The American entertainment complex—Hollywood, the networks, the stations, cable,  the record labels—has placed before Congress a simple request: Give us a law to punish Google, PayPal, the Web ad industry, and anybody else doing business on the Internet who may play some intermediary role in connecting foreign “pirates” to consumers seeking illegal access to copyrighted content.

The House of Representatives and Senate have bowed to the entertainment complex’s request. The House bill is called the Stop Online Piracy Act and the Senate’s genuflection goes by the name of the PROTECT IP Act. Rather than just punishing copyright violators, these bills would give the U.S. government new powers to black out Web sites, impose new monitoring rules on search engines and other Web services, rejig the architecture of the Internet, short-circuit the usual due process for Web sites, and authorize new surveillance for a government that just can’t seem to get enough. (See Alex Howard’s learned delineation of the bills from late November.)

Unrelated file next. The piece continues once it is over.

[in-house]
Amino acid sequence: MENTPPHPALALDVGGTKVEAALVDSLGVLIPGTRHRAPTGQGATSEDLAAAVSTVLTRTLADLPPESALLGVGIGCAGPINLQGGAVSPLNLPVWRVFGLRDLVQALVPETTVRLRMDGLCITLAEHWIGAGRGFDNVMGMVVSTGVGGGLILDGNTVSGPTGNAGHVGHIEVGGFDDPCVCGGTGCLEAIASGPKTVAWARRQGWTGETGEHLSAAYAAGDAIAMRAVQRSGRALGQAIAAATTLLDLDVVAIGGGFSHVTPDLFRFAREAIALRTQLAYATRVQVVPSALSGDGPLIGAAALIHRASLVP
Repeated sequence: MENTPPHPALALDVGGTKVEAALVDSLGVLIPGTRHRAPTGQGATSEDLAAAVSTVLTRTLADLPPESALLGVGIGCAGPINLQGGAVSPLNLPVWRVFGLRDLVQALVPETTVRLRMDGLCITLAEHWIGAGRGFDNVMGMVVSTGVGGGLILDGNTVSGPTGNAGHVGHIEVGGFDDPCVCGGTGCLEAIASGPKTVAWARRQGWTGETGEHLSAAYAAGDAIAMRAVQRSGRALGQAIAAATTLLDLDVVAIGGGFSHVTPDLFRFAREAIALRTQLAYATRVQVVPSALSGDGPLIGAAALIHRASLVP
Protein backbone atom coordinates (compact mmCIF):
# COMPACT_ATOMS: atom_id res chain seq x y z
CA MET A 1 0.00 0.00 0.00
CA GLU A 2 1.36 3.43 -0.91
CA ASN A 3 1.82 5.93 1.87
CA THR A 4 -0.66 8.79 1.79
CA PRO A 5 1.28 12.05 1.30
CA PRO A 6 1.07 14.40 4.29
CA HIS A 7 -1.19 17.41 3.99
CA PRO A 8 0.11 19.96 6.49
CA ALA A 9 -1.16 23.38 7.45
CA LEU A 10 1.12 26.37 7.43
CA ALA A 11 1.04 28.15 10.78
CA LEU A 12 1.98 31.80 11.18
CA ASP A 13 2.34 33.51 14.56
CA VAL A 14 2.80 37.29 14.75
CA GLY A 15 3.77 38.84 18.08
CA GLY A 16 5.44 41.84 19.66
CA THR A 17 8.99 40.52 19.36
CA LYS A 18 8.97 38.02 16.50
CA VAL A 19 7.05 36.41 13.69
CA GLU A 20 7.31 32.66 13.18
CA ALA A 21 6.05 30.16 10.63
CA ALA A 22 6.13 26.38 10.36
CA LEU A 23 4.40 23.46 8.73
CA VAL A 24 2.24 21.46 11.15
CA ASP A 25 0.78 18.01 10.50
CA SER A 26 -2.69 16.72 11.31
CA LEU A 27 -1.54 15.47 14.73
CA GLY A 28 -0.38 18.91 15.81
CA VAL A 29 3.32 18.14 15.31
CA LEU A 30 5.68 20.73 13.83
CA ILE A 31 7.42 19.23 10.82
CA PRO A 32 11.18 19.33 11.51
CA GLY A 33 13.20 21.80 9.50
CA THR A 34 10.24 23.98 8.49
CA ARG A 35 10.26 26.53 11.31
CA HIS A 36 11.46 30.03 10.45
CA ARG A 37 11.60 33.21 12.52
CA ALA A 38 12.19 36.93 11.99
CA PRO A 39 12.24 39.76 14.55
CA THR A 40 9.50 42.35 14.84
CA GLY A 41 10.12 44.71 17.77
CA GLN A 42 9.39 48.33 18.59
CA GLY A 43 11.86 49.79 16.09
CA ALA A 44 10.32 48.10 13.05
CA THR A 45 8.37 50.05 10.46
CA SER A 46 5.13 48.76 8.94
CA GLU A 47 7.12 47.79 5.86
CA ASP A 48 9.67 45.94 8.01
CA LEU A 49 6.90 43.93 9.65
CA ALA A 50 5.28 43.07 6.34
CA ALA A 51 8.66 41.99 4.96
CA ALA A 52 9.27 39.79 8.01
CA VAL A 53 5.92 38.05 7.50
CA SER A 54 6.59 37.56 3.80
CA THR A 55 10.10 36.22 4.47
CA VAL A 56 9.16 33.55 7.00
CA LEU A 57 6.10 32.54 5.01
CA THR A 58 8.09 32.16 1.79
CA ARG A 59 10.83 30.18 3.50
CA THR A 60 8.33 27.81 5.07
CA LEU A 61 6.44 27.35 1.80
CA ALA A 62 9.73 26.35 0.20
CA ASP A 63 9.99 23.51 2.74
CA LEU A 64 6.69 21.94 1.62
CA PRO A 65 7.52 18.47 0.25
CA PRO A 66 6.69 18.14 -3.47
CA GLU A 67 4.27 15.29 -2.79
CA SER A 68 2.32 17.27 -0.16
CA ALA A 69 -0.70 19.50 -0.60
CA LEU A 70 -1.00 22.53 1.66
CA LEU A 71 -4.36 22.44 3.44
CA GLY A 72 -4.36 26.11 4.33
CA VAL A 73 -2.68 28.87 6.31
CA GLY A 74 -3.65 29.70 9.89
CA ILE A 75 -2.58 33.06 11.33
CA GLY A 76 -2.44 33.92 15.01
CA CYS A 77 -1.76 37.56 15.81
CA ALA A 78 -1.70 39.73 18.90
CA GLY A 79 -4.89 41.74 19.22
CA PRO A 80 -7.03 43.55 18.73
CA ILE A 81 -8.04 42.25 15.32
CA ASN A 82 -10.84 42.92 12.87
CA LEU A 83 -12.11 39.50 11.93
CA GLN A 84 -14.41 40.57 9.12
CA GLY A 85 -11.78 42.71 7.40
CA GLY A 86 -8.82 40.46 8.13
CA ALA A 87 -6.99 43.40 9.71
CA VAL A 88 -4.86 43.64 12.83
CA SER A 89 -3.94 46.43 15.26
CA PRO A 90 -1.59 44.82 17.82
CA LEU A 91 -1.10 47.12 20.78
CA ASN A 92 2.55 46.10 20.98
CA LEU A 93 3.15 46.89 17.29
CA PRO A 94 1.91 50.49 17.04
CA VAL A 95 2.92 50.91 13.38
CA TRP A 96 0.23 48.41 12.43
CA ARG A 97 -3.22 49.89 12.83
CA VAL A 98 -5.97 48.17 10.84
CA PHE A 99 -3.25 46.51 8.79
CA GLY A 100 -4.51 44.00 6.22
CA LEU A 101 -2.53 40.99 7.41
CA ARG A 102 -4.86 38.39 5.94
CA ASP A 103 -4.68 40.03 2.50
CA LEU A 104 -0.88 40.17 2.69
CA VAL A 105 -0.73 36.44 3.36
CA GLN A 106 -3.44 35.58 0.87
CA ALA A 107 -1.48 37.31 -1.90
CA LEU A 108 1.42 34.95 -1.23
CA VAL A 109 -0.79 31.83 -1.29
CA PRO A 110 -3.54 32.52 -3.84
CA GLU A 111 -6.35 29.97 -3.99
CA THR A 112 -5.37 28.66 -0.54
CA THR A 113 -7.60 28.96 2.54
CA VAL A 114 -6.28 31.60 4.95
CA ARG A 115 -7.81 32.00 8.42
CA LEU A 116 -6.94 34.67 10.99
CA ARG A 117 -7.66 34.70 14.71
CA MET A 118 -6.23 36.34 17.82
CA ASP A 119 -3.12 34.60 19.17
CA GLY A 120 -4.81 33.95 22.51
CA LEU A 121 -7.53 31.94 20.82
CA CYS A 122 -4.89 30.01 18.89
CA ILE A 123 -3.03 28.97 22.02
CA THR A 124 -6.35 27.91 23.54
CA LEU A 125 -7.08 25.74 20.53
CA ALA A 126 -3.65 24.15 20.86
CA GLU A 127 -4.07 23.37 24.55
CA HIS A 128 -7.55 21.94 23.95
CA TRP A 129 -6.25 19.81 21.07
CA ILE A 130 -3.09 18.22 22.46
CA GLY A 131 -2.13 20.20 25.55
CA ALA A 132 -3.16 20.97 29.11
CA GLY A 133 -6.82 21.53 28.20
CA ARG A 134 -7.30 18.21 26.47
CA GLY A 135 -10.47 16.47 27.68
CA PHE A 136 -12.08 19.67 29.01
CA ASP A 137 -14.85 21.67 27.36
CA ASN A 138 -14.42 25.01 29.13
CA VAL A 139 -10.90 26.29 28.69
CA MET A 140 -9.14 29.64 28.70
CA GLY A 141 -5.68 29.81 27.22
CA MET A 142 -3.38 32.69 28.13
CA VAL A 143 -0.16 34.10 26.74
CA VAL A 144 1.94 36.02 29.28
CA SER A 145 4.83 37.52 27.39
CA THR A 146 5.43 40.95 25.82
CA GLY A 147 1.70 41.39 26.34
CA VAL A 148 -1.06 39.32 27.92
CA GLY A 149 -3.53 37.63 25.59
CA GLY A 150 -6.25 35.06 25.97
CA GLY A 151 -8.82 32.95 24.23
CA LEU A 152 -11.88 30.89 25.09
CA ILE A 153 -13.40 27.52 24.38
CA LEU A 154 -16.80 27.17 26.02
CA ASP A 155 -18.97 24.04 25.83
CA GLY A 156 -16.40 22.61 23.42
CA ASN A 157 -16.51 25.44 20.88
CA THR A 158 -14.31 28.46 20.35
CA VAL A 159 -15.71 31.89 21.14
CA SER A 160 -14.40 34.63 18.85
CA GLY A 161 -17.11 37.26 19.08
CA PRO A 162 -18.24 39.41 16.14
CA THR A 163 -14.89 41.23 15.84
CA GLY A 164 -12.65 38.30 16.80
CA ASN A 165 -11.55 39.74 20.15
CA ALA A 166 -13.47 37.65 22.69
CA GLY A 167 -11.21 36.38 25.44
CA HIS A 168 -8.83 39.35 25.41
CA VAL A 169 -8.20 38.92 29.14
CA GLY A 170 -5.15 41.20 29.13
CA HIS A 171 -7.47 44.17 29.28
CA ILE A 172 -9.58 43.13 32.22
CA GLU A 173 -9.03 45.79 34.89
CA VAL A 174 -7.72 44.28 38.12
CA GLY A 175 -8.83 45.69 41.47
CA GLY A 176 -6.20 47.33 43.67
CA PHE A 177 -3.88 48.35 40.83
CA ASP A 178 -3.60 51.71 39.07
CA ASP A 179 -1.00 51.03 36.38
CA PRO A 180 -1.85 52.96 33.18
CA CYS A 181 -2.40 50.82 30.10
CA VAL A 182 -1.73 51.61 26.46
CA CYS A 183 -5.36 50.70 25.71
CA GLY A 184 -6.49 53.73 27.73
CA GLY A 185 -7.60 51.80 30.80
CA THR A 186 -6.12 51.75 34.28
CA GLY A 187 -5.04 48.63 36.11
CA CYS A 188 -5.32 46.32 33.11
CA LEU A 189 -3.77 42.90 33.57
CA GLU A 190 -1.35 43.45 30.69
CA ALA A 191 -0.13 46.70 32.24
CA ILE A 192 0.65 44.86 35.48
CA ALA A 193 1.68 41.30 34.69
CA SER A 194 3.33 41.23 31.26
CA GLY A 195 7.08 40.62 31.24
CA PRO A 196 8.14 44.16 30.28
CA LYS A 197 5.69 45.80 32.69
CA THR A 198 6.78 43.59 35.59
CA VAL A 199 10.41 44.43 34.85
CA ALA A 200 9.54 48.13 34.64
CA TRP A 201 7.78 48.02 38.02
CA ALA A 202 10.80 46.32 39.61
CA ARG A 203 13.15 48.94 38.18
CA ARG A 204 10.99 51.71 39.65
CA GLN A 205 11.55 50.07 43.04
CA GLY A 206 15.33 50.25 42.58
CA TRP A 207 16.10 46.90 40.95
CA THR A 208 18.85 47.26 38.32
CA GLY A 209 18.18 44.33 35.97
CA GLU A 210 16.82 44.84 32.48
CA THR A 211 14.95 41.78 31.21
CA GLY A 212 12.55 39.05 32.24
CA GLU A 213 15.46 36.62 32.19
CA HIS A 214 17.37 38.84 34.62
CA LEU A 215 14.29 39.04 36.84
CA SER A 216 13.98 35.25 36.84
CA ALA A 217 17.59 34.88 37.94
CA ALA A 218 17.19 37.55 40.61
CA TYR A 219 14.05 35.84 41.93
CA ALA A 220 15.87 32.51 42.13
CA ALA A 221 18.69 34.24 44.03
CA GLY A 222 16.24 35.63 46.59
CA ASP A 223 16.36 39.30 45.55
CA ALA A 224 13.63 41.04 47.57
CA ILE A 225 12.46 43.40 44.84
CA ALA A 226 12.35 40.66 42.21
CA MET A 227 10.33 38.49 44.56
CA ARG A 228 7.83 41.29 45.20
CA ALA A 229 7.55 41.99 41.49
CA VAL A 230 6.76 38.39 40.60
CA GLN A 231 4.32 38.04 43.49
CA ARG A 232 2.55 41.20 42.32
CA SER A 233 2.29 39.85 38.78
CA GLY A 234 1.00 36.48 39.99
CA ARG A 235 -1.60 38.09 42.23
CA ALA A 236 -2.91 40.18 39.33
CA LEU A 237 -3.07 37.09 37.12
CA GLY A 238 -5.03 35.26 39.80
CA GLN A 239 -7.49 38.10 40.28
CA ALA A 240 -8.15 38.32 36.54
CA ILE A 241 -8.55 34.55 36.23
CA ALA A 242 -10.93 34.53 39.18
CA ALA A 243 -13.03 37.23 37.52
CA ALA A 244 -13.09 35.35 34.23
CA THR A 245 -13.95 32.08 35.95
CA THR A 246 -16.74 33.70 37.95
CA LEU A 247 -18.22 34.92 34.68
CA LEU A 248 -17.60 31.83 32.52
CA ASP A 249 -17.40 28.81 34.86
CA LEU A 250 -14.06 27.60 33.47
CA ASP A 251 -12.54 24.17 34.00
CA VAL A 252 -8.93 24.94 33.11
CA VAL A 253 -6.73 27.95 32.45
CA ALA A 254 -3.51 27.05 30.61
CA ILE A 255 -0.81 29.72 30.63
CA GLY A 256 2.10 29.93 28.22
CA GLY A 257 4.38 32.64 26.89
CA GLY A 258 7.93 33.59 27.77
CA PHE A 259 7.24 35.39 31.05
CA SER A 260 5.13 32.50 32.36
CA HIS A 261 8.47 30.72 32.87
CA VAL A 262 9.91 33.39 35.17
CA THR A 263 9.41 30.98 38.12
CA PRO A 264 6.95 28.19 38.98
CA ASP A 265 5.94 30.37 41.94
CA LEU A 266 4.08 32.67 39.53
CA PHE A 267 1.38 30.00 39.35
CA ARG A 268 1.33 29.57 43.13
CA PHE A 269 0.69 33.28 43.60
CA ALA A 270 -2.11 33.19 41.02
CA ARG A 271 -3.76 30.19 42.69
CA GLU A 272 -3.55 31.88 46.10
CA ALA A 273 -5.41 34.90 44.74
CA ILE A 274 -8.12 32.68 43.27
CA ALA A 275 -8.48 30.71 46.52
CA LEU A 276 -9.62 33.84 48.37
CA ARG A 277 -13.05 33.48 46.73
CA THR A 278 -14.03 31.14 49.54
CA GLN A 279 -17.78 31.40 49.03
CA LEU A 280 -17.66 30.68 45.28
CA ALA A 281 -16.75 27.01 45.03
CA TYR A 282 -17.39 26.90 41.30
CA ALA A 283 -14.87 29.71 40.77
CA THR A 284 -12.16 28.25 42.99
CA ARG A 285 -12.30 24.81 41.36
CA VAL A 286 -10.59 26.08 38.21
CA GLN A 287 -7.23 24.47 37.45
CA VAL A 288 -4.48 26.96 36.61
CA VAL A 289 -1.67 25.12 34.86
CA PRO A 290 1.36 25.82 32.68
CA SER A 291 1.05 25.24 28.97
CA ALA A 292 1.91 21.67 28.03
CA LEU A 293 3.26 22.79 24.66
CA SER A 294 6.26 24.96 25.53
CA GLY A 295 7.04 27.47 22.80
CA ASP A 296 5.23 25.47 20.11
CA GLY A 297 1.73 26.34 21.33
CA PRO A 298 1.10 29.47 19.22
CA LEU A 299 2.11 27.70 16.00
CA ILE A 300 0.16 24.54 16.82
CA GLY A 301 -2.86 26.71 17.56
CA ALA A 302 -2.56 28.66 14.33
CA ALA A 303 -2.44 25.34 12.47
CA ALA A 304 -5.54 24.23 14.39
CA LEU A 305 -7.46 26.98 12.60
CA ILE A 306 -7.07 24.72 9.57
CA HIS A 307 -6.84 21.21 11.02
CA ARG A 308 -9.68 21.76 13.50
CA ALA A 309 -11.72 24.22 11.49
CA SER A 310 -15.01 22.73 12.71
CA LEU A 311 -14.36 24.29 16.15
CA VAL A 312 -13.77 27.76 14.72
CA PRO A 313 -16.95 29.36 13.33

So grand is the entertainment complex’s umbrage that I half expect its next move will be to petition the Department of Justice for the authority to shut down the electric utilities that provide power to any and all computers it suspects are pinching its intellectual property.

A survey piece about the SOPA/PIP controversy in yesterday’s New York Times gave Tom Rothman, the co-chief executive of Fox Filmed Entertainment, the opportunity to spout his industry’s pique. He says:

Our mistake was allowing this romantic word—piracy—to take hold…It’s really robbery—it’s theft—and that theft is being combined with consumer fraud…Consumers are purchasing these goods, they’re sending their credit card information to these anonymous offshore companies, and they’re receiving defective goods.